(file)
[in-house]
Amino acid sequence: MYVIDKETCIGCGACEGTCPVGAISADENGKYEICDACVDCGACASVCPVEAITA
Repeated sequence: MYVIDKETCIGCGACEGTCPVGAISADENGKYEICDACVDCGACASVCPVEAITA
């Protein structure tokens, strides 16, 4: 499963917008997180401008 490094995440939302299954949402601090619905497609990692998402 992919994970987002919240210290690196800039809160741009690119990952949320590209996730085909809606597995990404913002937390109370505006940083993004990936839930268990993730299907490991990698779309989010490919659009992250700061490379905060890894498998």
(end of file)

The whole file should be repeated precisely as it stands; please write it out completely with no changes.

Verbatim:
[in-house]
Amino acid sequence: MYVIDKETCIGCGACEGTCPVGAISADENGKYEICDACVDCGACASVCPVEAITA
Repeated sequence: MYVIDKETCIGCGACEGTCPVGAISADENGKYEICDACVDCGACASVCPVEAITA
């Protein structure tokens, strides 16, 4: 499963917008997180401008 490094995440939302299954949402601090619905497609990692998402 992919994970987002919240210290690196800039809160741009690119990952949320590209996730085909809606597995990404913002937390109370505006940083993004990936839930268990993730299907490991990698779309989010490919659009992250700061490379905060890894498998």